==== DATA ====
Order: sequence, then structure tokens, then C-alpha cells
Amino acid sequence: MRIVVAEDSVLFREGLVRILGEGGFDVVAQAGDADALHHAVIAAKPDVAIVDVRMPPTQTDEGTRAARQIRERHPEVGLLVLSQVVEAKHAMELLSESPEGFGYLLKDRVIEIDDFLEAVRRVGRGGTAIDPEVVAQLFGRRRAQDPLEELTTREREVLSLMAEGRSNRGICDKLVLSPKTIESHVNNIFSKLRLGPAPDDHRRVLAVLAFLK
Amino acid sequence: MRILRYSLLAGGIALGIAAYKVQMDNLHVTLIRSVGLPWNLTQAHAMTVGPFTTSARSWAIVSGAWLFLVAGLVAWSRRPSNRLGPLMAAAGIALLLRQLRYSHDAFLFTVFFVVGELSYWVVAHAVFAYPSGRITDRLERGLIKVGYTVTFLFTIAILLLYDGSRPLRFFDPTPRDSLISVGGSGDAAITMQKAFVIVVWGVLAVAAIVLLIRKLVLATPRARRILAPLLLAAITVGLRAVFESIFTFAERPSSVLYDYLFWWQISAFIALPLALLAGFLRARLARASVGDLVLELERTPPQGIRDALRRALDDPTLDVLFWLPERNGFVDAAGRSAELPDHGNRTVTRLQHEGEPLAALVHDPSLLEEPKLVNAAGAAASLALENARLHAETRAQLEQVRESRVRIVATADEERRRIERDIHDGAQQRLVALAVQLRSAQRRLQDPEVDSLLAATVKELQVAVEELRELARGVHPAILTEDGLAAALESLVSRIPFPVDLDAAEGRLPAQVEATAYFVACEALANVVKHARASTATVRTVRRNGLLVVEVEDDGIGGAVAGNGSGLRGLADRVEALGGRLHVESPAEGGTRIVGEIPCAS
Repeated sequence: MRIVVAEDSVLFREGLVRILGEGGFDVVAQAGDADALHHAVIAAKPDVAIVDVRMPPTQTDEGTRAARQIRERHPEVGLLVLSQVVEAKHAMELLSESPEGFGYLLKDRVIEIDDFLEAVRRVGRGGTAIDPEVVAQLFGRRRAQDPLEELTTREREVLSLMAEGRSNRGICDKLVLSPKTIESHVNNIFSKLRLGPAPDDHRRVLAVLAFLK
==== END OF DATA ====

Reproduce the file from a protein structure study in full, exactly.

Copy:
Order: sequence, then structure tokens, then C-alpha cells
Amino acid sequence: MRIVVAEDSVLFREGLVRILGEGGFDVVAQAGDADALHHAVIAAKPDVAIVDVRMPPTQTDEGTRAARQIRERHPEVGLLVLSQVVEAKHAMELLSESPEGFGYLLKDRVIEIDDFLEAVRRVGRGGTAIDPEVVAQLFGRRRAQDPLEELTTREREVLSLMAEGRSNRGICDKLVLSPKTIESHVNNIFSKLRLGPAPDDHRRVLAVLAFLK
Amino acid sequence: MRILRYSLLAGGIALGIAAYKVQMDNLHVTLIRSVGLPWNLTQAHAMTVGPFTTSARSWAIVSGAWLFLVAGLVAWSRRPSNRLGPLMAAAGIALLLRQLRYSHDAFLFTVFFVVGELSYWVVAHAVFAYPSGRITDRLERGLIKVGYTVTFLFTIAILLLYDGSRPLRFFDPTPRDSLISVGGSGDAAITMQKAFVIVVWGVLAVAAIVLLIRKLVLATPRARRILAPLLLAAITVGLRAVFESIFTFAERPSSVLYDYLFWWQISAFIALPLALLAGFLRARLARASVGDLVLELERTPPQGIRDALRRALDDPTLDVLFWLPERNGFVDAAGRSAELPDHGNRTVTRLQHEGEPLAALVHDPSLLEEPKLVNAAGAAASLALENARLHAETRAQLEQVRESRVRIVATADEERRRIERDIHDGAQQRLVALAVQLRSAQRRLQDPEVDSLLAATVKELQVAVEELRELARGVHPAILTEDGLAAALESLVSRIPFPVDLDAAEGRLPAQVEATAYFVACEALANVVKHARASTATVRTVRRNGLLVVEVEDDGIGGAVAGNGSGLRGLADRVEALGGRLHVESPAEGGTRIVGEIPCAS
Repeated sequence: MRIVVAEDSVLFREGLVRILGEGGFDVVAQAGDADALHHAVIAAKPDVAIVDVRMPPTQTDEGTRAARQIRERHPEVGLLVLSQVVEAKHAMELLSESPEGFGYLLKDRVIEIDDFLEAVRRVGRGGTAIDPEVVAQLFGRRRAQDPLEELTTREREVLSLMAEGRSNRGICDKLVLSPKTIESHVNNIFSKLRLGPAPDDHRRVLAVLAFLK